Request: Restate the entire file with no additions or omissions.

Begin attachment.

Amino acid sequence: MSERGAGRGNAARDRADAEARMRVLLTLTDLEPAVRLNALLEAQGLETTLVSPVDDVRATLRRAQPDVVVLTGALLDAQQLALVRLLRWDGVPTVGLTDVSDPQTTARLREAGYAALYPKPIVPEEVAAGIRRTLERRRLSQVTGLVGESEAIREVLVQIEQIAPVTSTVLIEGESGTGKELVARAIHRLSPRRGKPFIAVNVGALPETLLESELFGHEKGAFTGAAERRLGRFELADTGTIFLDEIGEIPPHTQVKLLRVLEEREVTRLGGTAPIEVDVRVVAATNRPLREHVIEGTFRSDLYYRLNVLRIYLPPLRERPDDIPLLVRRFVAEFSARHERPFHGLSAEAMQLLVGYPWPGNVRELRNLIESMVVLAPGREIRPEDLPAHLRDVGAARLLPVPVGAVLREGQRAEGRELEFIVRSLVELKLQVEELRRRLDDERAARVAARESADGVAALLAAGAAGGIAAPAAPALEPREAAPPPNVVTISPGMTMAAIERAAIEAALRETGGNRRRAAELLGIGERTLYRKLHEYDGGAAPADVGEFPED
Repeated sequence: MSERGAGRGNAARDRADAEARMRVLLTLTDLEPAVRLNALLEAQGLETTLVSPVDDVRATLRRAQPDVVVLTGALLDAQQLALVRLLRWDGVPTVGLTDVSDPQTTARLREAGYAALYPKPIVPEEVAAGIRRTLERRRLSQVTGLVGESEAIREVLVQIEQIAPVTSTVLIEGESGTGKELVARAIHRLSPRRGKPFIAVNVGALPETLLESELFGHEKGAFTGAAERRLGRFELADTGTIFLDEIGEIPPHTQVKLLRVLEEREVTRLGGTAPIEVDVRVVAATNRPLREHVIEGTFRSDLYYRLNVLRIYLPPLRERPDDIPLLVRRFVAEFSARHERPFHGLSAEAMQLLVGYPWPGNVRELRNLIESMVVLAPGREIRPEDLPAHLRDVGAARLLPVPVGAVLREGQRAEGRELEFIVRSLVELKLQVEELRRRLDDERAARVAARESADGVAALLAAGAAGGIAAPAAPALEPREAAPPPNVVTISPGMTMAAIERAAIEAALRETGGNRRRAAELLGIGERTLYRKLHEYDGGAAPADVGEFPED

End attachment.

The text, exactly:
Amino acid sequence: MSERGAGRGNAARDRADAEARMRVLLTLTDLEPAVRLNALLEAQGLETTLVSPVDDVRATLRRAQPDVVVLTGALLDAQQLALVRLLRWDGVPTVGLTDVSDPQTTARLREAGYAALYPKPIVPEEVAAGIRRTLERRRLSQVTGLVGESEAIREVLVQIEQIAPVTSTVLIEGESGTGKELVARAIHRLSPRRGKPFIAVNVGALPETLLESELFGHEKGAFTGAAERRLGRFELADTGTIFLDEIGEIPPHTQVKLLRVLEEREVTRLGGTAPIEVDVRVVAATNRPLREHVIEGTFRSDLYYRLNVLRIYLPPLRERPDDIPLLVRRFVAEFSARHERPFHGLSAEAMQLLVGYPWPGNVRELRNLIESMVVLAPGREIRPEDLPAHLRDVGAARLLPVPVGAVLREGQRAEGRELEFIVRSLVELKLQVEELRRRLDDERAARVAARESADGVAALLAAGAAGGIAAPAAPALEPREAAPPPNVVTISPGMTMAAIERAAIEAALRETGGNRRRAAELLGIGERTLYRKLHEYDGGAAPADVGEFPED
Repeated sequence: MSERGAGRGNAARDRADAEARMRVLLTLTDLEPAVRLNALLEAQGLETTLVSPVDDVRATLRRAQPDVVVLTGALLDAQQLALVRLLRWDGVPTVGLTDVSDPQTTARLREAGYAALYPKPIVPEEVAAGIRRTLERRRLSQVTGLVGESEAIREVLVQIEQIAPVTSTVLIEGESGTGKELVARAIHRLSPRRGKPFIAVNVGALPETLLESELFGHEKGAFTGAAERRLGRFELADTGTIFLDEIGEIPPHTQVKLLRVLEEREVTRLGGTAPIEVDVRVVAATNRPLREHVIEGTFRSDLYYRLNVLRIYLPPLRERPDDIPLLVRRFVAEFSARHERPFHGLSAEAMQLLVGYPWPGNVRELRNLIESMVVLAPGREIRPEDLPAHLRDVGAARLLPVPVGAVLREGQRAEGRELEFIVRSLVELKLQVEELRRRLDDERAARVAARESADGVAALLAAGAAGGIAAPAAPALEPREAAPPPNVVTISPGMTMAAIERAAIEAALRETGGNRRRAAELLGIGERTLYRKLHEYDGGAAPADVGEFPED